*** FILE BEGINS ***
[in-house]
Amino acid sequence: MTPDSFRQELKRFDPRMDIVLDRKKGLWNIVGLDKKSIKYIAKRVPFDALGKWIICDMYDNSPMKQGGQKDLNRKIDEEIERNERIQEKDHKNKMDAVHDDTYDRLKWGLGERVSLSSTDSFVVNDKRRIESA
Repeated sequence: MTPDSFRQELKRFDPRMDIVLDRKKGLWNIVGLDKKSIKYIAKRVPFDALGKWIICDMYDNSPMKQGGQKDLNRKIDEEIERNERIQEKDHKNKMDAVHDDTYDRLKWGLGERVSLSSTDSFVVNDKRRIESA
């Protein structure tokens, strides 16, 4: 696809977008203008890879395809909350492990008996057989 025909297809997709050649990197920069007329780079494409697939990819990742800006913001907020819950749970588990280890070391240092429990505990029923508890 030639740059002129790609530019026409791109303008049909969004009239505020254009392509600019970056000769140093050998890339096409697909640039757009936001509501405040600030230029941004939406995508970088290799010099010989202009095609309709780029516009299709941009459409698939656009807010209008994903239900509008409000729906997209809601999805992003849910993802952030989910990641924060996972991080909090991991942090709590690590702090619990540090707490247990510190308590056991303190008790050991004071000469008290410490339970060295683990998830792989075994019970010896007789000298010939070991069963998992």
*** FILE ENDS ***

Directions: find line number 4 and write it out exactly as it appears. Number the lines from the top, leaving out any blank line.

């Protein structure tokens, strides 16, 4: 696809977008203008890879395809909350492990008996057989 025909297809997709050649990197920069007329780079494409697939990819990742800006913001907020819950749970588990280890070391240092429990505990029923508890 030639740059002129790609530019026409791109303008049909969004009239505020254009392509600019970056000769140093050998890339096409697909640039757009936001509501405040600030230029941004939406995508970088290799010099010989202009095609309709780029516009299709941009459409698939656009807010209008994903239900509008409000729906997209809601999805992003849910993802952030989910990641924060996972991080909090991991942090709590690590702090619990540090707490247990510190308590056991303190008790050991004071000469008290410490339970060295683990998830792989075994019970010896007789000298010939070991069963998992």